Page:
• Kaitlyn Viola

The Complex Importance of Talking to Strangers



An abundance of research by a wide range of psychologists, sociologists, and journalists alike has showcased how the quality of a person’s social life and relationships influences their overall well-being. However, most of the existing research in this area pertains primarily to close relationships—friends, family, significant others—but little research has taken place on interactions with strangers.

As a general rule, people are typically most comfortable talking to people they know, or folks they find to be very similar to them; and why wouldn’t they be? The comfort we find in familiarity is a part of human nature. At the start of the pandemic, speaking to strangers was likely the last thing people were considering—many were afraid to see their closest family members in person. Whether it was the fear of contracting a potentially deadly virus, political preconceptions and differences, or plain social anxiety, many people feel reluctant to strike up a conversation with a stranger. Today, I look to pose the question: What might you be losing out on by doing so?

Recently, The Atlantic wrote an article about a successful nurse named Nic who called her conversations with strangers “Greyhound Therapy,” referring literally to interactions you may share with your seatmate on public transportation, but also to conversations you share with strangers in any context. She emphasizes the degree to which this form of connection changed her life, expanded her world, and made her feel less lonely.

There is a profound sense of community fostered by striking up a conversation with a stranger. Two years ago, when I was 19, I met an older woman, likely in her late 70s, at the restaurant in my hometown at which I used to work. When I brought my food to her table, she asked what I liked to do. She went on to ask where I attend college, if I like where I grew up, and lastly, if I was in a relationship, to which I responded, “No.” She told me she couldn’t wait for me to fall in love, and went on to tell me the way she met her husband and loved him for 57 years until he passed away. She apologized for keeping me before obligatorily adding that if she could give me one word of advice, it would be to value closeness in every walk of life. “Always become closer; always trust.” She told me to remember that people are far more important than anything else, and to be careful not to give up too easily on those I love. Lastly, she told me that as long as I tried my best every single day, and kept the ones I love close, I would never have a single regret, and neither did she.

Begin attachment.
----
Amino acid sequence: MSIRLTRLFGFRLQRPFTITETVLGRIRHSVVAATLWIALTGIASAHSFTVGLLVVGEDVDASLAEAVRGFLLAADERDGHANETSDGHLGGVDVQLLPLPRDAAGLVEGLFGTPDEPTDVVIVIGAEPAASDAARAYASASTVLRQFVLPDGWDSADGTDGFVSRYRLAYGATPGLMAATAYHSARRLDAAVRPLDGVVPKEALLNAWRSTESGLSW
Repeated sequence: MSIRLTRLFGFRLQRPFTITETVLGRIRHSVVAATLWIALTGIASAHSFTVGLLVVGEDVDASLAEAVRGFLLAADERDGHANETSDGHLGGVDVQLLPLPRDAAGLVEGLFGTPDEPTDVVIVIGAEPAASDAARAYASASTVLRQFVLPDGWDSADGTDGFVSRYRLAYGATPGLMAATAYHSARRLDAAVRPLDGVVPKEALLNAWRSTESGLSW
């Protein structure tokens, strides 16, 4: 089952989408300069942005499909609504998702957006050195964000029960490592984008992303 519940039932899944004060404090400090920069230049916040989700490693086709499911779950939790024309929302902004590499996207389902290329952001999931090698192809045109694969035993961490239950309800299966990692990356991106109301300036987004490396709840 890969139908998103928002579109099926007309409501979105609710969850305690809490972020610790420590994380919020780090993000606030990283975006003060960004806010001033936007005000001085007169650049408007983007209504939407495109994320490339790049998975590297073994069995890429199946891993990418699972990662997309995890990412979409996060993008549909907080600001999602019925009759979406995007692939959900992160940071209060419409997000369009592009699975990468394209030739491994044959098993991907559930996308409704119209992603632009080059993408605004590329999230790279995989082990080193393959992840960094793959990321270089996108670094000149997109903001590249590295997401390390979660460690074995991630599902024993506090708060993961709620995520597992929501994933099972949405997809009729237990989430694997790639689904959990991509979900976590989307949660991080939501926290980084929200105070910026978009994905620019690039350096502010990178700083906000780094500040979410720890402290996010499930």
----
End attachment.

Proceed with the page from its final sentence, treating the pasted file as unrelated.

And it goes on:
It’s all-too-easy to remain in the comfort of your everyday social circle. While the comfort that comes with our most valued relationships is a beautiful gift, hearing the thoughts, experiences, and stories of those with which we are unfamiliar can bring us beyond the bounds of our typical interactions, and open us to entirely new perspectives. I encourage you to initiate a conversation with a stranger today, maybe even someone much different from you. You never know what you might learn from them.


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